mwood at IUPUI
Oct 18, 2011, 6:42 AM
Post #16 of 80
On Mon, Oct 17, 2011 at 05:50:42PM -0600, Aaron Toponce wrote:
> At any rate, I would love to see more client-to-client encryption in email.
> I've always wondered if there could be an "OTR" approach to mail, somehow,
> so people don't need to generate and manage their own sets of keys, as that
> seems to be the largest hinderence to widespread adoption. The only thing
> the user should do, is compose the mail, hit send, and everything is
> handled with very minimal user interaction.
"Three can keep a secret, if two of them are dead."
If your computer holds the ultimate secret, anyone who can control the
computer can use that secret. The user *must* be actively involved.
We can remove *needless* complexity, but security could be said to be
the art of *introducing* specific complexity that's a lot worse for
the attacker than it is for you. It can't be automagical.
Anyway, key generation is already automated. All you have to do is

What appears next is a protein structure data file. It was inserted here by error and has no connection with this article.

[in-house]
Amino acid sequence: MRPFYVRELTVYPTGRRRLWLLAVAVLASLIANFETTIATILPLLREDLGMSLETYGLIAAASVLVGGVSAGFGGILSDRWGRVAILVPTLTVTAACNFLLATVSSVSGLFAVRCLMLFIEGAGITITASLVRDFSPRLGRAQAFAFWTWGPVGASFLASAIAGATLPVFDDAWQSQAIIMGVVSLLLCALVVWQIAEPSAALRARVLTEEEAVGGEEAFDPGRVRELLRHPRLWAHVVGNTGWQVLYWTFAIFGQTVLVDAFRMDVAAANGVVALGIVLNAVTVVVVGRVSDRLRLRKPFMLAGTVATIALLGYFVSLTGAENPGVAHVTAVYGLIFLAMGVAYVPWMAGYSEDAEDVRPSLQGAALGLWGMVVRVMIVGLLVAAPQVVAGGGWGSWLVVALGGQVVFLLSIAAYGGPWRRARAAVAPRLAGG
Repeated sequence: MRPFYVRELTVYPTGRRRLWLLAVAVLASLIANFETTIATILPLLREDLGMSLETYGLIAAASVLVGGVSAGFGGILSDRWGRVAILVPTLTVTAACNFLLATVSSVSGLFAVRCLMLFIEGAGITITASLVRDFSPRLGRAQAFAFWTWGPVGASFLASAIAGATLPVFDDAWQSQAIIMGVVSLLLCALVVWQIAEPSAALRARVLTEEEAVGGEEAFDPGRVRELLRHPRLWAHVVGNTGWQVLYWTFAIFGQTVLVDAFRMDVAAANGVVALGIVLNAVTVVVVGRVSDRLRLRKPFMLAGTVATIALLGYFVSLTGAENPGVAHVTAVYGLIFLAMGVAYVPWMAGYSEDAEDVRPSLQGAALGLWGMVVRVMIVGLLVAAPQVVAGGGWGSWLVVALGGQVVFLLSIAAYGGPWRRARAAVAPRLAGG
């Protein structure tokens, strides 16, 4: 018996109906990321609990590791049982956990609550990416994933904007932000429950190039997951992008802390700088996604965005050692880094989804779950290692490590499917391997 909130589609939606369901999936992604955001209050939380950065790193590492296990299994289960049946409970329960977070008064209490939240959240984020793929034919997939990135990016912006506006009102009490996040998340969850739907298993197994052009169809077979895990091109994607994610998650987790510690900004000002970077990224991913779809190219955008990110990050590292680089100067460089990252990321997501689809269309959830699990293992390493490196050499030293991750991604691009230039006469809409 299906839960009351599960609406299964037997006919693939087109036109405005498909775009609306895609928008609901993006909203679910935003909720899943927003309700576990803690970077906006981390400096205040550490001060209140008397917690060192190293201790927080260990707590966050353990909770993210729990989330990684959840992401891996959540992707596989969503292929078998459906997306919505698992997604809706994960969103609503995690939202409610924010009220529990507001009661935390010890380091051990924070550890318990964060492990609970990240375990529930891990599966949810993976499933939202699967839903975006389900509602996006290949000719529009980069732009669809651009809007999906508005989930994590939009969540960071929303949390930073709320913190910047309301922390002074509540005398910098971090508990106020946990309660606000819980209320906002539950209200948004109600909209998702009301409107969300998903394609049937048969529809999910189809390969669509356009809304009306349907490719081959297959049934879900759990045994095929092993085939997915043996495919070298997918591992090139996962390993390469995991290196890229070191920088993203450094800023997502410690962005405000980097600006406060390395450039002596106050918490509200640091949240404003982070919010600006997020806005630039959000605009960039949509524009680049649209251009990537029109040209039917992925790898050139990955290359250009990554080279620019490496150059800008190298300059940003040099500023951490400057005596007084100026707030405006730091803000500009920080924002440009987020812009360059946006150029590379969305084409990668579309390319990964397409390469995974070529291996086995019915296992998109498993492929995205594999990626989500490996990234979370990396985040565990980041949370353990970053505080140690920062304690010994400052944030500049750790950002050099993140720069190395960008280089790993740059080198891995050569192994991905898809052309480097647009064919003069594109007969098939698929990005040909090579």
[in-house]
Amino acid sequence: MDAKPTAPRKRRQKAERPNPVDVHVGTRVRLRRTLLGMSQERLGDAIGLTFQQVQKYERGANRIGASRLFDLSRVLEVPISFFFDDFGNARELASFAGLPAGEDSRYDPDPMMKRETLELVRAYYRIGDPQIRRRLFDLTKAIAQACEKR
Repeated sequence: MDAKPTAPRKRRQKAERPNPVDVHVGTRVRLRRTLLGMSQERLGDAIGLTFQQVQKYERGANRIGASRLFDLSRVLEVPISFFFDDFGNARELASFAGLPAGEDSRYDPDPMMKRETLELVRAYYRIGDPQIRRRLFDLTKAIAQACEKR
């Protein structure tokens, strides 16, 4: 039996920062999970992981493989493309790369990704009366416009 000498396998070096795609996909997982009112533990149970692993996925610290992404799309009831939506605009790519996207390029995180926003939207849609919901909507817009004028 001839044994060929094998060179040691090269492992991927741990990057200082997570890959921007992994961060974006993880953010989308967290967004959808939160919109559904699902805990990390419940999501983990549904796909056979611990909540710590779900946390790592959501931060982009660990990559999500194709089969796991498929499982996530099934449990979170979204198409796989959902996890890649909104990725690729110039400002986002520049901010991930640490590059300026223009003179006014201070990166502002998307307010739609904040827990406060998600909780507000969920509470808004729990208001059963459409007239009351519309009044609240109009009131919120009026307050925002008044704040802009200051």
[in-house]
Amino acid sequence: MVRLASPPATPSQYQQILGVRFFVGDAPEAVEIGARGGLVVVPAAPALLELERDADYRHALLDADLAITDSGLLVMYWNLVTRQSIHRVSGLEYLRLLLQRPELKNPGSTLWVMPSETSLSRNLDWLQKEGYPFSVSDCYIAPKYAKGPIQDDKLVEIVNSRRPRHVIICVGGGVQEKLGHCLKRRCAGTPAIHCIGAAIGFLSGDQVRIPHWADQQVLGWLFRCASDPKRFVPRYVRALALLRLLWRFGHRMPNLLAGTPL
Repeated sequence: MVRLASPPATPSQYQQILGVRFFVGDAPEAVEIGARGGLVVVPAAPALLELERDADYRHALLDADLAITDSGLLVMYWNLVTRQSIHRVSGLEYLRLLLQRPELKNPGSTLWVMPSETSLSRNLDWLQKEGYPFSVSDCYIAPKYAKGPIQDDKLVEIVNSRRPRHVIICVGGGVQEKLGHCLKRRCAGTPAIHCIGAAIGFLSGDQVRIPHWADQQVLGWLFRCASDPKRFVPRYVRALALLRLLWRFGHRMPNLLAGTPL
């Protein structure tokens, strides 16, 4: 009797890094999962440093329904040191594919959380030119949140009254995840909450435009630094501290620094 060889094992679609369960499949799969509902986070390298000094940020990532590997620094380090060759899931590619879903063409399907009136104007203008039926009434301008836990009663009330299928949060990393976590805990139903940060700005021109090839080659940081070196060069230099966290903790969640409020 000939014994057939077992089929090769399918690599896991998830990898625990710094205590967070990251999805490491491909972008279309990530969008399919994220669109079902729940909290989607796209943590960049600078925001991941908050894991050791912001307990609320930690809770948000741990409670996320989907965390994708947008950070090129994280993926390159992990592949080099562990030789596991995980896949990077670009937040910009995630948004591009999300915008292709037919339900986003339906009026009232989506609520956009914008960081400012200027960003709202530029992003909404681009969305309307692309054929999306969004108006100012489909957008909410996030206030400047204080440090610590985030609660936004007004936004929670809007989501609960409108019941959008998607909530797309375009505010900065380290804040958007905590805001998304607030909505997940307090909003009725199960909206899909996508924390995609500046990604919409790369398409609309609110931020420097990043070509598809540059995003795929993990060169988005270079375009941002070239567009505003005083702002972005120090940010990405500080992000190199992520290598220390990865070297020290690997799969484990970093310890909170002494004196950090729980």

(1) choose to employ crypto, and (2) supply a passphrase that you can
remember. There are even methods and tools to help you do (2)!
To be secure without being involved in the process is an unreasonable
expectation which can never be met. We need to teach our kids to
expect to protect themselves online the same way we teach them to look
both ways before crossing the street. Probably at the same age.
Otherwise they'll grow up to believe the hype that you can buy
security the same as buying bread.
Mark H. Wood, Lead System Programmer mwood [at] IUPUI
Asking whether markets are efficient is like asking whether people are smart.